Negligence

Respondent determined additions to petitioner's tax for 1986, asserting that petitioner was negligent in failing to keep records adequate to substantiate his gambling losses. Section 6653(a) provides that if any part of an underpayment is caused by negligence or disregard of rules or regulations, the underpaying taxpayer is liable for an addition to tax equal to 5 percent of the underpayment and 50 percent of the interest payable on the underpayment, as computed under section 6001. A taxpayer is "negligent" when he fails to do what a reasonable, prudent person would do under the circumstances. Neely v. Commissioner [Dec. 42,540], 85 T.C. 934, 947 (1985). Petitioner has the burden of proving that respondent's additions to tax for negligence were erroneous. Bixby v. Commissioner [Dec. 31,493], 58 T.C. 757, 791 (1972).

Respondent has announced that "An accurate diary or similar record regularly maintained by the taxpayer, supplemented by verifiable documentation will usually be acceptable evidence for substantiation of wagering winnings and losses." Rev. Proc. 77-29, 1977-2 C.B. 538. Petitioner had no record keeping system. Petitioner submitted no evidence nor made any argument that would explain why his method of substantiation was reasonable and the determination of respondent was erroneous. We therefore uphold respondent's determination that petitioner is liable for the addition to tax under section 6653(a), as applied to the deficiency resulting from our holding on the amount of his net gambling income for 1986.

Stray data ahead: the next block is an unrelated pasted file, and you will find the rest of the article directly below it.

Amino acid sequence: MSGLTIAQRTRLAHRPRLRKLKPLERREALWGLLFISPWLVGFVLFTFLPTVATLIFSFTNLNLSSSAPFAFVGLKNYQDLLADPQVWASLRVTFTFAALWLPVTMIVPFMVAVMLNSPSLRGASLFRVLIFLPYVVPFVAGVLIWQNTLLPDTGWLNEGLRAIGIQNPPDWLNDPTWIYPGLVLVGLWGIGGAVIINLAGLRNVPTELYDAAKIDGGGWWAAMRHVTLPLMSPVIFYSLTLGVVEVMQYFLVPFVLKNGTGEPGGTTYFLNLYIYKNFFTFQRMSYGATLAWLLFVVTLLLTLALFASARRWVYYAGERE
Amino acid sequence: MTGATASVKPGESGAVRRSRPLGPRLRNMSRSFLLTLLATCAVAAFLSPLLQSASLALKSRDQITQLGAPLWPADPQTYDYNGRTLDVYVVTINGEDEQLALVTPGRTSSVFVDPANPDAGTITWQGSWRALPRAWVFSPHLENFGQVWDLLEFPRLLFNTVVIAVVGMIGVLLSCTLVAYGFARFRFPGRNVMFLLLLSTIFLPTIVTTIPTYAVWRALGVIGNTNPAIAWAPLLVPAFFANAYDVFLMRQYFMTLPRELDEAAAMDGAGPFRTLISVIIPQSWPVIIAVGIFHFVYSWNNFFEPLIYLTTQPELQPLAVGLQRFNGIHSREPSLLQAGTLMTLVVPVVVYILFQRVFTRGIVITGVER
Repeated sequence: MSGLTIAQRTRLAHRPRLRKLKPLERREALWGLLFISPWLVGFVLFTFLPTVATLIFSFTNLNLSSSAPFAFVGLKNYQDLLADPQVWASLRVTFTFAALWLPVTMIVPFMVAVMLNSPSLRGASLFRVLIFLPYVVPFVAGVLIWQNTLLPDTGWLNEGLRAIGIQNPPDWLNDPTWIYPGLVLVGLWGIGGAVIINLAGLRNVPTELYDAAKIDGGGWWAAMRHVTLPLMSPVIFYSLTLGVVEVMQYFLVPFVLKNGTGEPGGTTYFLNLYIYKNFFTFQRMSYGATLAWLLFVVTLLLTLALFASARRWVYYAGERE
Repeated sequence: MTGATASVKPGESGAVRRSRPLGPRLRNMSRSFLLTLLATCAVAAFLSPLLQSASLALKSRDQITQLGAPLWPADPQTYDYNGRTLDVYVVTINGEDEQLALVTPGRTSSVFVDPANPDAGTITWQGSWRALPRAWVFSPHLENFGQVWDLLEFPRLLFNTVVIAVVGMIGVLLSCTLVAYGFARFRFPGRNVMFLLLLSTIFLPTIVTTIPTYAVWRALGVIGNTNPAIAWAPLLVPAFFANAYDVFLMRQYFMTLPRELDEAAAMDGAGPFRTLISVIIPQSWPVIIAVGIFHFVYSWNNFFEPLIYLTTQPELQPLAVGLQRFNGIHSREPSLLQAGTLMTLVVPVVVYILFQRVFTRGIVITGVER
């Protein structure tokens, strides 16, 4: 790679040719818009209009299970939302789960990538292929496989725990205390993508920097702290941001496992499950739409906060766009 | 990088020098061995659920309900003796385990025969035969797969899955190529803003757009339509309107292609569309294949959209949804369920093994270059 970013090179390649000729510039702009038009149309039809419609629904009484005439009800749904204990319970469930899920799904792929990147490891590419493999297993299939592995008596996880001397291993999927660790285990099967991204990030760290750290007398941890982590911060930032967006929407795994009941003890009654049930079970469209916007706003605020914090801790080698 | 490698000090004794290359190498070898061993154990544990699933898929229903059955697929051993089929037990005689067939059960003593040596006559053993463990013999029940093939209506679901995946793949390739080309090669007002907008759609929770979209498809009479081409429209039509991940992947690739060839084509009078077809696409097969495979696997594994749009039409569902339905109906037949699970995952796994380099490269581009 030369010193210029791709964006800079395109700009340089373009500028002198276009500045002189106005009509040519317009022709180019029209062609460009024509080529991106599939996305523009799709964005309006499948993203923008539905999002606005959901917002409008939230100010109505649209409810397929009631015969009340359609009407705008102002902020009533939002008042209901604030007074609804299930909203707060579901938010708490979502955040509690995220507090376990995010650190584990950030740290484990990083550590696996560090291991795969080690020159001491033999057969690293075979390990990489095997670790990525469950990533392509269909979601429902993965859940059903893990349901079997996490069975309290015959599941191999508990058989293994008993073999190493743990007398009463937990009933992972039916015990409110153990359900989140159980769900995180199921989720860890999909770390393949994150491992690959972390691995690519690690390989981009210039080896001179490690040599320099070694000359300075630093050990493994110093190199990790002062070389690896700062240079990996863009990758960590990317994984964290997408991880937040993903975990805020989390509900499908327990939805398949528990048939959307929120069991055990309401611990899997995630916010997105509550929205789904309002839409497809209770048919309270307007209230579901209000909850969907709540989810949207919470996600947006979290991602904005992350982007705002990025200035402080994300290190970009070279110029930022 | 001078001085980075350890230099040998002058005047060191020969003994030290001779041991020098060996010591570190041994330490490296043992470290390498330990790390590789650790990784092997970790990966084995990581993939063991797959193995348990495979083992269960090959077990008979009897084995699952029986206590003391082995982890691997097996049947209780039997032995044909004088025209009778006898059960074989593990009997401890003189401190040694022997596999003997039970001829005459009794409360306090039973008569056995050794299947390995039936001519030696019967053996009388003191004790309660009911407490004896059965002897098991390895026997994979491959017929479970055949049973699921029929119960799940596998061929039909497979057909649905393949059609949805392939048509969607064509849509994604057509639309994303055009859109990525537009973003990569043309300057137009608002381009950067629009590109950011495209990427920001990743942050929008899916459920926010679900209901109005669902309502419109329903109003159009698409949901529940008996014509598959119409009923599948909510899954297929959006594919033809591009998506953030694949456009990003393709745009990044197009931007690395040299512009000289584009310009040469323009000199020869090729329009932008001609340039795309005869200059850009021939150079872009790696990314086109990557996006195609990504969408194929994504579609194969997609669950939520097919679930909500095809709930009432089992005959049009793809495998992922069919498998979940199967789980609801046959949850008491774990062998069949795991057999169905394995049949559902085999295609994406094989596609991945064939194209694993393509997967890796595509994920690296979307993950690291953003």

Substantial Understatement